National Center for
3RH0: Corynebacterium Glutamicum MycothiolMYCOREDOXIN1-Dependent Arsenate Reductase Cg_arsc2
Corynebacterium glutamicum survives arsenic stress with arsenate reductases coupled to two distinct redox mechanisms
Mol. Microbiol. (2011) 82 p.998-1014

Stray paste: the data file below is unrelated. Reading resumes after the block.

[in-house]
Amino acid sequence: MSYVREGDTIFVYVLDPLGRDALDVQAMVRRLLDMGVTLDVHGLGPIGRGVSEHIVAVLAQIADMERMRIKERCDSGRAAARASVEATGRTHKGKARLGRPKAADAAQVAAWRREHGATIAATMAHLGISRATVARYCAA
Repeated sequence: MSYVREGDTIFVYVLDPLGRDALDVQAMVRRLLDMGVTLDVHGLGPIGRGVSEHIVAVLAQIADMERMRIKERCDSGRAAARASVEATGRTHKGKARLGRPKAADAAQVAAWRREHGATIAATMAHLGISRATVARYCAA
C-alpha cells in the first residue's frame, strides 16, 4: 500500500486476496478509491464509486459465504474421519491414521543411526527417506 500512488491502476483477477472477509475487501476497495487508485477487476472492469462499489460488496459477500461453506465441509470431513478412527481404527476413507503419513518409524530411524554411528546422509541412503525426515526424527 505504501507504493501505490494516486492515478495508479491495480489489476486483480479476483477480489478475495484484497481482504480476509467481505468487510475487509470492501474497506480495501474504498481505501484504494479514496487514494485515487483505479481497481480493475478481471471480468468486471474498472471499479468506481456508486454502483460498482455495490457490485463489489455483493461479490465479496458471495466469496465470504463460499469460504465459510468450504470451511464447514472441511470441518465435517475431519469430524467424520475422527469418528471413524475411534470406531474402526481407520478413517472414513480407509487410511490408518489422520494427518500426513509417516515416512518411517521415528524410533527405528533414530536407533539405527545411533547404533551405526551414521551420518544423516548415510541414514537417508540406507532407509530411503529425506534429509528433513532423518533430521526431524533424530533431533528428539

Arsenate reductases (ArsCs) evolved independently as a defence mechanism against toxic arsenate. In the genome of Corynebacterium glutamicum, there are two arsenic resistance operons (ars1 and ars2) and four potential genes coding for arsenate reductases (Cg_ArsC1, Cg_ArsC2, Cg_ArsC1' and Cg_ArsC4). Using knockout mutants, in vitro reconstitution of redox pathways, arsenic measurements and enzyme kinetics, we show that a single organism has two different classes of arsenate reductases. Cg_ArsC1 and Cg_ArsC2 are single-cysteine monomeric enzymes coupled to the mycothiol/mycoredoxin redox pathway using a mycothiol transferase mechanism. In contrast, Cg_ArsC1' is a three-cysteine containing homodimer that uses a reduction mechanism linked to the thioredoxin pathway with a k(cat) /K(M) value which is 10(3) times higher than the one of Cg_ArsC1 or Cg_ArsC2. Cg_ArsC1' is constitutively expressed at low levels using its own promoter site. It reduces arsenate to arsenite that can then induce the expression of Cg_ArsC1 and Cg_ArsC2. We also solved the X-ray structures of Cg_ArsC1' and Cg_ArsC2. Both enzymes have a typical low-molecular-weight protein tyrosine phosphatases-I fold with a conserved oxyanion binding site. Moreover, Cg_ArsC1' is unique in bearing an N-terminal three-helical bundle that interacts with the active site of the other chain in the dimeric interface.